Saturday’s Festival day is over. The vibe wasn’t quite as energy-filled and buzzing as usual (numbers were restricted because of COVID) but our audiences made up with enthusiasm what was lacking in terms of numbers. The children who came for Sir Michael Morpurgo were a delight and it’s probably not overdoing it to say that their attitude towards books and reading may have been changed for life by that encounter. In the evening Ed Stourton was intelligent and entertaining, taking lots of, sometimes difficult, questions about broadcasting from the audience.
I had awoken despondent. It was pouring with rain. By one o’clock, however, the rain had gone, even if the sun hadn’t replaced it, at least it was dry. My little group of intrepid walkers gathered outside Omnibus ( both the walk were completely sold out ) and we started off with a few quotes about Clapham from Daniel Defoe and William Makepeace Thackeray and our first Clapham writer, one Edward Winslow, who sailed on the Mayflower. My fellow guide, Irish-born award-winning writer Annemarie Neary accompanied us, at least part of the way around the Common. Her walk and mine covered some of the same ground, though she diverged to do a deep dive into the writers who lived near the Northside of the Common, while I continued with a part circumference, taking in the Southside too.
We walked from the Great Fire through the Georgian era, Shelley’s ‘Age of Elegance’, to the nineteenth century and the ‘man on the Clapham Omnibus’, right up to the end of the twentieth century when Clapham achieved another golden age, playing host to Angela Carter, Kazuo Ishiguro, Salman Rushdie, J.G. Ballard and Ian McEwan. Then there is Roald Dahl and a certain Ms Rowing who acknowledges that the ‘first brick of Hogwarts’ was laid in Clapham.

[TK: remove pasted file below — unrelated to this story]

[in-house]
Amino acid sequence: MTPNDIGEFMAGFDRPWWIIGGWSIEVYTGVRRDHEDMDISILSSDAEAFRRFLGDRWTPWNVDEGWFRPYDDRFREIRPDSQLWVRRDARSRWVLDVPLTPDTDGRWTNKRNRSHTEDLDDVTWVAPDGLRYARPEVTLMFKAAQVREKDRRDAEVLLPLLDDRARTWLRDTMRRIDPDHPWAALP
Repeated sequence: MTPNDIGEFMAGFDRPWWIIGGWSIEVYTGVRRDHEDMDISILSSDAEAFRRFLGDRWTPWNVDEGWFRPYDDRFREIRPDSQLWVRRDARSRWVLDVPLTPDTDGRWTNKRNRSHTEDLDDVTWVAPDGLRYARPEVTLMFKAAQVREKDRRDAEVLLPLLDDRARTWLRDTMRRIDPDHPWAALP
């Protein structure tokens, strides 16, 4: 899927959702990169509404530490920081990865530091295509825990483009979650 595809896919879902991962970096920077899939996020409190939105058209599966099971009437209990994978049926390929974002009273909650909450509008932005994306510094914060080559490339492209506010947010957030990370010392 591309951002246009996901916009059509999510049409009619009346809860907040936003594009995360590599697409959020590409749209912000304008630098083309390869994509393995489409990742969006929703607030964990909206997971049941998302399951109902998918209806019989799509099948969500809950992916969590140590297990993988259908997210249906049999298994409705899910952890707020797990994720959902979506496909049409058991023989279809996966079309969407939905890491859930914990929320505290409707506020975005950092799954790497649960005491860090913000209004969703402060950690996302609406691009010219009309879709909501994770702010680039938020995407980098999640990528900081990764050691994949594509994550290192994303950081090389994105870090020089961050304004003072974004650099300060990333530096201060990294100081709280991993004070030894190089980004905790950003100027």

Then back to Omnibus Theatre and the wonderful Sir Michael Morpurgo ( unfortunately I didn’t see his set, I was selling books ), everyone said how excellent he was. But I did see Edward Stourton later that evening and very good he was too, ranging from his book on the BBC during World War Two through his long career in broadcasting to modern journalistic ethics.
The feedback we received was uniformly excellent. But we still have two events to come, both via zoom and costing only £5. The first is tonight. I am speaking with Brixton resident Rosanna Amaka about her amazing debut novel ‘The Book of Echoes’ set in East London, Nigeria, the USA and Brixton’ You can buy tickets at https://tinyurl.com/nkthz2zm
Then in two weeks time Sunday Times best seller Ben Macintyre is talking about his latest ‘Agent Sonya’ the biography of ‘the greatest spy of the twentieth century’. Clapham Book Festival 2021 isn’t over yet! Why not join us at seven o’clock tonight?
As an aside, this is the nub of a conversation witnessed outside the Cafe between a group of children and Sir Michael –
Small Boy, pointing to girl beside him: ‘It’s her birthday and she’s got a present.’
Sir Michael: ‘Really! Happy Birthday. How old are you, may I ask?’
Small Girl: ‘Nine.’
Sir Michael: ‘And what is your present?’
Small Girl: ‘You. My present is to come and see you.’
Multi-awarding winning, former Children’s Laureate tries hard not to crack up, sits down and talks with children, regardless of waiting adults.